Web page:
Rights of subrogation (stand in the shoes of the creditor)
Case in Point 29.6, Page 552 (school building)
Right to be reimbursed by the principal (collect what they paid for the principal)
Right to contribution from the other
co-surety's/guarantors
Example 29.7, Page 552 (co-sureties)
Assignments are a normal part of daily banking transactions (selling paper, commercial loans, mortgages)
The party assigning their rights to a 3rd party is the assignor, and the party receiving the rights is the assignee
The obligor is obligated to perform the duty and the obligee is the person to whom the obligation is owed
The assignee takes what rights the assignor had, and after the assignment is complete, the assignor has no more rights
Defenses an obligor has against the obligee are valid against the new obligee
Assignments can be oral unless it would violate the Statute of Frauds (real estate assignments) (always get in writing)
A delegation is a transfer of duties
A delegation of duties does not relieve the delegator of responsibility until the delegatee performs
Duties that are personal in nature cannot be delegated (surgeon, lawyer)
Duties that are routine and non personal in nature can be delegated (delivery of a horse trailer)
When performance by a third party will vary materially from that expected by the obligee, it cannot be delegated
If the contract prohibits delegation (anti delegation clause), cannot be delegated (unless duties are non personal)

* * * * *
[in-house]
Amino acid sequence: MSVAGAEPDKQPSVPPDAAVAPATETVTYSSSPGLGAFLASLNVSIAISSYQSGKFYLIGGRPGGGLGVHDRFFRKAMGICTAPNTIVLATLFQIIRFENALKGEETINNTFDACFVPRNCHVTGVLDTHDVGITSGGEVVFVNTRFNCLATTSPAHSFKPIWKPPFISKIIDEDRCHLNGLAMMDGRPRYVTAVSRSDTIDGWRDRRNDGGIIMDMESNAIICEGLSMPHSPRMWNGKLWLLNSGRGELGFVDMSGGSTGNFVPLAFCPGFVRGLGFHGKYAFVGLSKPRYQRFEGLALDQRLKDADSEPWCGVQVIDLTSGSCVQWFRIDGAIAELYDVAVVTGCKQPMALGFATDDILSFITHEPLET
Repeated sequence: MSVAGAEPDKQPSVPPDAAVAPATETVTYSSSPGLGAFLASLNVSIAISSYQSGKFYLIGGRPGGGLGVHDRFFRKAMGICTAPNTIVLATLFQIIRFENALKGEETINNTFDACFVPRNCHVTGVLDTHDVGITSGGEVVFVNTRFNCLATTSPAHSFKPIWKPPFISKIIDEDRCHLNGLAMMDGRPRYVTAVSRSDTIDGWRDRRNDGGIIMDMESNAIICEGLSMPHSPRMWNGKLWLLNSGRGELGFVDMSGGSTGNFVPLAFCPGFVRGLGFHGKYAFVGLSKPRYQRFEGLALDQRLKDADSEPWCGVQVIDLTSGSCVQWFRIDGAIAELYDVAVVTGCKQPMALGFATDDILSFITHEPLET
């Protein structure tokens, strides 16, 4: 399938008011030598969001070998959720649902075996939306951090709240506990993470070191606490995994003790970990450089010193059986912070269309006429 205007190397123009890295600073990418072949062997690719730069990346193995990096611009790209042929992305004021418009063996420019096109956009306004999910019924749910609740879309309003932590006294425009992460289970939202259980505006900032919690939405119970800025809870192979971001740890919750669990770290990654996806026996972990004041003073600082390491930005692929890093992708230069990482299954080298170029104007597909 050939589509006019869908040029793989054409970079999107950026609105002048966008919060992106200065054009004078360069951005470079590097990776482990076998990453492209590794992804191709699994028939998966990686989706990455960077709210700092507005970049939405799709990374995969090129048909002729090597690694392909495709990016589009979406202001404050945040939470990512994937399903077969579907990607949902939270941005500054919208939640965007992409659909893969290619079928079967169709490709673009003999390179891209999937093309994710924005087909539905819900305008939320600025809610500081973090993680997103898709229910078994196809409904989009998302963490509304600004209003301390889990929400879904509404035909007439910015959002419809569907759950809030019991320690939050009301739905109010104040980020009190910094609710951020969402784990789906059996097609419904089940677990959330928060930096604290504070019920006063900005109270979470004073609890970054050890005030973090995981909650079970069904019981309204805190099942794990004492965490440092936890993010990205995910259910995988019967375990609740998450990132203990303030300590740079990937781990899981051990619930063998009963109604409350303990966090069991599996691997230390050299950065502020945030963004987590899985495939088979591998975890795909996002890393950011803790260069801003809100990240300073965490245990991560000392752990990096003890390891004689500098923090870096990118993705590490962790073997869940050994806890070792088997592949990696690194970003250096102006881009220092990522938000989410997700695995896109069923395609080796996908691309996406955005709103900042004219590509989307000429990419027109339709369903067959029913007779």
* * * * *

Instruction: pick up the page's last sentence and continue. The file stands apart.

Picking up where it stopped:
If the delegation of duties is enforceable, the obligee must accept performance from the delegatee
If the delegatee fails to perform, he/she can be sued by the delegator (who can be sued by the obligee)
Concept summary 17.1, Page 315 (Assignments and Delegations)
An assignment of all rights may create both an assignment of rights and delegation of duties
Contracts subject to an orally agreed on condition precedent
If the parties have agreed orally on a condition precedent which does not conflict with the terms of the written agreement, the Court may allow the oral condition
Proof of the condition does not alter or modify the written terms, but affects the enforceability of the written contract
A condition that must be fulfilled before a party's performance can be required is called a condition precedent
Before I buy your house, I must sell mine, obtain financing, and your house must pass inspection
Passing a physical before getting a job or life insurance
When a condition operates to terminate a party's absolute promise to perform, it is a condition subsequent (losing your job after failing a drug test, stealing from your employer)